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The Peerage Act received Royal Assent and came into force on 31 July 1963, enabling hereditary peers to renounce their titles for life if they wished. Tony Benn renounced his peerage that same day, declaring 'I am the first man in history who, by Act of Parliament, is prevented from receiving a hereditary peerage. I am statutorily immunised.' Three weeks later he regained his seat in the Commons. Lord Home and Lord Hailsham renounced their peerages later in the year. At later points in their careers they returned to the Lords as life peers. In all, eighteen hereditary peers have disclaimed their peerages under the 1963 Act.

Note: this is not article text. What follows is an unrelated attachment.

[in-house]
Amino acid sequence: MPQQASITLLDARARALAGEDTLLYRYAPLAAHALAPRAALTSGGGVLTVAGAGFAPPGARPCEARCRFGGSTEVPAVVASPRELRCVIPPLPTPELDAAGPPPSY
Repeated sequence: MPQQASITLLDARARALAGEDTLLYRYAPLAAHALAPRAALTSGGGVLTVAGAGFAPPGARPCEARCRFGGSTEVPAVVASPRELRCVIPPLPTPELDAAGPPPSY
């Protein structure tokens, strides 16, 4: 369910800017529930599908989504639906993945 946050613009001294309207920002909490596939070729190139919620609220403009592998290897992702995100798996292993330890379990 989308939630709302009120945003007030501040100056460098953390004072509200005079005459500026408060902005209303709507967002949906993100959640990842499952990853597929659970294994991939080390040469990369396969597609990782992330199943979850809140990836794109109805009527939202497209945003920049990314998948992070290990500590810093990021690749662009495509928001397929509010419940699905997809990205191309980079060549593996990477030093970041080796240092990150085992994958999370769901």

The 1963 Peerage Act also admitted all Scottish peers who had previously been excluded, and abolished the system of Scottish 'representative peers'.
The exclusion of hereditary women peers in their own right was likewise rectified.
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